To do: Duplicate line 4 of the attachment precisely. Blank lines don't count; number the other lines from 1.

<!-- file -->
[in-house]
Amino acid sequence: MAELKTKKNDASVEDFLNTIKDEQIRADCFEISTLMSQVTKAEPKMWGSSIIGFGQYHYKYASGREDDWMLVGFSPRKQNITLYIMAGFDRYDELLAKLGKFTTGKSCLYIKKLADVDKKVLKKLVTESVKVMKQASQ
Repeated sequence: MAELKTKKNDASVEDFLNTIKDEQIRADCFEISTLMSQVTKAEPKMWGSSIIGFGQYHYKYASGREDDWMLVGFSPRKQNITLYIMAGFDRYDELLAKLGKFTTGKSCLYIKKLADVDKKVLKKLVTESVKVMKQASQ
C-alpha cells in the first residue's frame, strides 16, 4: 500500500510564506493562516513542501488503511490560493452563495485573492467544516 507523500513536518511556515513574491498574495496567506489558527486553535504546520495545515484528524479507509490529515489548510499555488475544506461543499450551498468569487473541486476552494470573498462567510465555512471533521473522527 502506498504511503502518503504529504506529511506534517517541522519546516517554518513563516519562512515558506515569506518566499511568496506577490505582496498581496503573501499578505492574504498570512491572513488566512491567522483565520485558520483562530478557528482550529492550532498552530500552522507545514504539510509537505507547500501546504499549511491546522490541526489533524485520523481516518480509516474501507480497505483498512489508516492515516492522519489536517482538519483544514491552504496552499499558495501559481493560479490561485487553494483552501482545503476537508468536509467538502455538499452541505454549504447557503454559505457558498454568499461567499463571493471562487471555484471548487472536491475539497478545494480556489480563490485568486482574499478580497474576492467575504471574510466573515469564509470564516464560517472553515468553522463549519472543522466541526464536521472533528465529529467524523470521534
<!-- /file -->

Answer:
C-alpha cells in the first residue's frame, strides 16, 4: 500500500510564506493562516513542501488503511490560493452563495485573492467544516 507523500513536518511556515513574491498574495496567506489558527486553535504546520495545515484528524479507509490529515489548510499555488475544506461543499450551498468569487473541486476552494470573498462567510465555512471533521473522527 502506498504511503502518503504529504506529511506534517517541522519546516517554518513563516519562512515558506515569506518566499511568496506577490505582496498581496503573501499578505492574504498570512491572513488566512491567522483565520485558520483562530478557528482550529492550532498552530500552522507545514504539510509537505507547500501546504499549511491546522490541526489533524485520523481516518480509516474501507480497505483498512489508516492515516492522519489536517482538519483544514491552504496552499499558495501559481493560479490561485487553494483552501482545503476537508468536509467538502455538499452541505454549504447557503454559505457558498454568499461567499463571493471562487471555484471548487472536491475539497478545494480556489480563490485568486482574499478580497474576492467575504471574510466573515469564509470564516464560517472553515468553522463549519472543522466541526464536521472533528465529529467524523470521534